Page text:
192. Memorandum From the Deputy Director for Plans, Central Intelligence Agency (Karamessines) to Richard T. Kennedy of the National Security Staff1 2

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Dear Dick:

I attach a self-explanatory memorandum relating to Costa Rica, for your information only. No action is required on your part. I am sending it so that you can answer any questions that might arise down there on recent developments in Costa Rica. If you have any questions, please feel free to call me.


Thomas H. Karamessines
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  • Plot to Oust President Figueres of Costa Rica

1. Perennial plotting against Costa Rica’s President Jose Figueres Ferrer took on a slightly different complexion during the latter months of 1971 when representatives of the Free Costa Rica Movement (MCRL), a group of ever-conspiring Costa Rican rightists, sought and secured a promise of assistance from Guatemalan government officials. [text not declassified] As time went on, and as the flow of intelligence increased, it became evident that the plot to overthrow Figueres was poorly planned and that chances for success were almost nil. It also could be anticipated that an abortive coup would enhance Figueres’ position and be used by him to try to quiet the local opposition, particularly on the question of the Soviet presence in Costa Rica.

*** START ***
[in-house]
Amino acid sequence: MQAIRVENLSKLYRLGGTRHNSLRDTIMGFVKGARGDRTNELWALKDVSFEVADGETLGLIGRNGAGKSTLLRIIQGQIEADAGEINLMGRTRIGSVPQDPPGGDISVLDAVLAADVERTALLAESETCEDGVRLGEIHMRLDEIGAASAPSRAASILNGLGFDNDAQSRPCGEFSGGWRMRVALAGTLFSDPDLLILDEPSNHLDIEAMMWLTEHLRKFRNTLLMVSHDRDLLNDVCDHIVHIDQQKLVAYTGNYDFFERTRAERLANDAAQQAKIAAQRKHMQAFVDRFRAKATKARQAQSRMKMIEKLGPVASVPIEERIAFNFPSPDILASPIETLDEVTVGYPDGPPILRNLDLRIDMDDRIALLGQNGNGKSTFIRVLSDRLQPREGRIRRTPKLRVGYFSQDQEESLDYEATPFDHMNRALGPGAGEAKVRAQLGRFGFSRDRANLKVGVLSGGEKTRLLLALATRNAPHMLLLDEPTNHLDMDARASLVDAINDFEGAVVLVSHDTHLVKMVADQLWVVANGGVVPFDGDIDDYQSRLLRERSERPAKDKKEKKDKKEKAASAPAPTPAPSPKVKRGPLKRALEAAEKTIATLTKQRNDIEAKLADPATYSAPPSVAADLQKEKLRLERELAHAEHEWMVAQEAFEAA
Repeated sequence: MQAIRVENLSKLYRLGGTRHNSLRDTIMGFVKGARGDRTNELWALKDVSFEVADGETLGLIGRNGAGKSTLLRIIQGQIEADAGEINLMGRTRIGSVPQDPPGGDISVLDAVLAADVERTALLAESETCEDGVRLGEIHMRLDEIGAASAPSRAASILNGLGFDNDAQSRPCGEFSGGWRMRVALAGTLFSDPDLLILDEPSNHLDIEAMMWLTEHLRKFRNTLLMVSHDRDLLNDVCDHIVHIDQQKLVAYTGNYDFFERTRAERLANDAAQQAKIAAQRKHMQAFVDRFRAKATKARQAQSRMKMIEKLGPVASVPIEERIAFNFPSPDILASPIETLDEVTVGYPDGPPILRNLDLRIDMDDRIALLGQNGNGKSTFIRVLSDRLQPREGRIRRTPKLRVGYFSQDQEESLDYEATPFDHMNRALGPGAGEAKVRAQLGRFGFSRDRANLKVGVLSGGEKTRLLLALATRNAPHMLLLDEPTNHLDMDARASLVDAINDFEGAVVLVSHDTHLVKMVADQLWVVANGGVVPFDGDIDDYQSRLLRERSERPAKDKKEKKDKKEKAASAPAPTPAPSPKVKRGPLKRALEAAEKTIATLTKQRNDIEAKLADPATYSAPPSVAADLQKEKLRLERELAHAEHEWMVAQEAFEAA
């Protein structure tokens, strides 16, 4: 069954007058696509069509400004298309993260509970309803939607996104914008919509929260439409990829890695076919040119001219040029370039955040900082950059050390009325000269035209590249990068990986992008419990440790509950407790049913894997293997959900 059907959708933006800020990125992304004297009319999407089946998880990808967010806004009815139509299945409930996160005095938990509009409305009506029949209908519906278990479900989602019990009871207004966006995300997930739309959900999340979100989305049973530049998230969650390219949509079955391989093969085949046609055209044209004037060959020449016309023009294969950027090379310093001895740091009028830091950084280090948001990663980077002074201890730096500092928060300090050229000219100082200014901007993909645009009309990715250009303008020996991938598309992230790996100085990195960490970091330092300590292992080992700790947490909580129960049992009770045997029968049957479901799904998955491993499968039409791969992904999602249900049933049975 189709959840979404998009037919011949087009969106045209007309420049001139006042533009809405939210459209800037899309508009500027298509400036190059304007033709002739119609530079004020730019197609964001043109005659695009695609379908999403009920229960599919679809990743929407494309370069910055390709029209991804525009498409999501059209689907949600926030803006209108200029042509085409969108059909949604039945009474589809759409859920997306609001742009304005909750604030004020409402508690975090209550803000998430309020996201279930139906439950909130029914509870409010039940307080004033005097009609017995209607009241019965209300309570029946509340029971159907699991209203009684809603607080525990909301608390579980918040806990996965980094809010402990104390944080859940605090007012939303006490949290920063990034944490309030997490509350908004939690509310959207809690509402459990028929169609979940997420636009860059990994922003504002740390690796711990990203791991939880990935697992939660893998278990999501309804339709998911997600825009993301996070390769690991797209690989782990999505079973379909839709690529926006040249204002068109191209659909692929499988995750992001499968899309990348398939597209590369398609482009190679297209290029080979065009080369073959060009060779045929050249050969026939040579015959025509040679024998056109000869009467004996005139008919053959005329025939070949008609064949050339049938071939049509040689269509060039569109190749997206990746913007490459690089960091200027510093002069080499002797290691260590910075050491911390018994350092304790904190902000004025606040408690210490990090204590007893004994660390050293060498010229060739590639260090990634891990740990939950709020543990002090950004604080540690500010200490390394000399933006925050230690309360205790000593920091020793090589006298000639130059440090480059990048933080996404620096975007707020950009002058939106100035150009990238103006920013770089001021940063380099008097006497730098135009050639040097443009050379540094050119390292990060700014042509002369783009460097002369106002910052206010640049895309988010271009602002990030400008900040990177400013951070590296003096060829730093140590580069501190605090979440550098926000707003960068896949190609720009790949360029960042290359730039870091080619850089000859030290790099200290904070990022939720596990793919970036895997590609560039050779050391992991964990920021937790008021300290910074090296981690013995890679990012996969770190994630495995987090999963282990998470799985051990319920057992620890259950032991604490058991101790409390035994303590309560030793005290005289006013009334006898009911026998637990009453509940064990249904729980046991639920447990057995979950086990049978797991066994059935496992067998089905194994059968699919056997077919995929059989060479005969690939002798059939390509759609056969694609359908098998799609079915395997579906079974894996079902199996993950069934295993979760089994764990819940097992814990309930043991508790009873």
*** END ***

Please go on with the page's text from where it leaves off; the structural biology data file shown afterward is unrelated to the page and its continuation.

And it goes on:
2. In late December, the Guatemalan activists began associating support of this Agency and the U.S. Government with their coup plans in discussions with their Costa Rican colleagues for, we presume, encouragement purposes. In the meantime, the number of conspirators, many of questionable reliability and discretion, had increased to the point where a leak to the Costa Rican Government seemed inevitable. (The existence of the plot was surfaced at a meeting of Costa Rican officials attended by Figueres on 3 January as described in the attached intelligence information cable.)

3. At this point, the Agency discussed with the Department of State and with the United States Ambassadors to Costa Rica and Guatemala steps which might be taken in view of the allegations of U.S. involvement and our past difficulties with Figueres. It was decided that Ambassador Ploeser would see Figueres and would, as part of a normal [Page 3] exchange, advise him that information regarding plotting against him had come to the Ambassador’s attention. The Ambassador would do this in very general terms, avoid any reference to Guatemalan support, and would emphasize that the United States Government had not been a part to any such plotting. [text not declassified] We assume this situation will settle down somewhat now.

  1. Source: National Archives, Nixon Presidential Materials, NSC Files, Box 779, Country Files, Latin America, Costa Rica. Secret/Sensitive. Attached to the covering memorandum but not published is Intelligence Information Cable TCDSDB–315/00090–72, January 5.
  2. Deputy Director Karamessines forwarded a memorandum regarding Guatemalan plotting against President Figueres, noting that Ambassador Ploeser informed Figueres of the plot.